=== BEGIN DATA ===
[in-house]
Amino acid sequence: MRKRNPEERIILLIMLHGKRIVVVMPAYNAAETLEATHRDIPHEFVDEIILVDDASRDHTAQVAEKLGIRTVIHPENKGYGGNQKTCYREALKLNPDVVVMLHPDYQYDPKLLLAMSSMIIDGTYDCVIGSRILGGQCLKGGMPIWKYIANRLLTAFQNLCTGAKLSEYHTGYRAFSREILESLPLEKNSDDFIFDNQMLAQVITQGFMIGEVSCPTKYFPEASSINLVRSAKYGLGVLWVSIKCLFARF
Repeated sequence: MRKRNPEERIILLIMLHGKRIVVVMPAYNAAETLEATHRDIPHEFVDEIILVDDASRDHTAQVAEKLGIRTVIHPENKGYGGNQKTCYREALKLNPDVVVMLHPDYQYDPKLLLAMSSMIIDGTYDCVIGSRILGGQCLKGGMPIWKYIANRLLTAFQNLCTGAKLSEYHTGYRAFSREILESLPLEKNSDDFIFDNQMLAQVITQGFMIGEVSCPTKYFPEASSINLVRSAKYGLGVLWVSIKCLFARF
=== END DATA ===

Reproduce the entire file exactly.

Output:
[in-house]
Amino acid sequence: MRKRNPEERIILLIMLHGKRIVVVMPAYNAAETLEATHRDIPHEFVDEIILVDDASRDHTAQVAEKLGIRTVIHPENKGYGGNQKTCYREALKLNPDVVVMLHPDYQYDPKLLLAMSSMIIDGTYDCVIGSRILGGQCLKGGMPIWKYIANRLLTAFQNLCTGAKLSEYHTGYRAFSREILESLPLEKNSDDFIFDNQMLAQVITQGFMIGEVSCPTKYFPEASSINLVRSAKYGLGVLWVSIKCLFARF
Repeated sequence: MRKRNPEERIILLIMLHGKRIVVVMPAYNAAETLEATHRDIPHEFVDEIILVDDASRDHTAQVAEKLGIRTVIHPENKGYGGNQKTCYREALKLNPDVVVMLHPDYQYDPKLLLAMSSMIIDGTYDCVIGSRILGGQCLKGGMPIWKYIANRLLTAFQNLCTGAKLSEYHTGYRAFSREILESLPLEKNSDDFIFDNQMLAQVITQGFMIGEVSCPTKYFPEASSINLVRSAKYGLGVLWVSIKCLFARF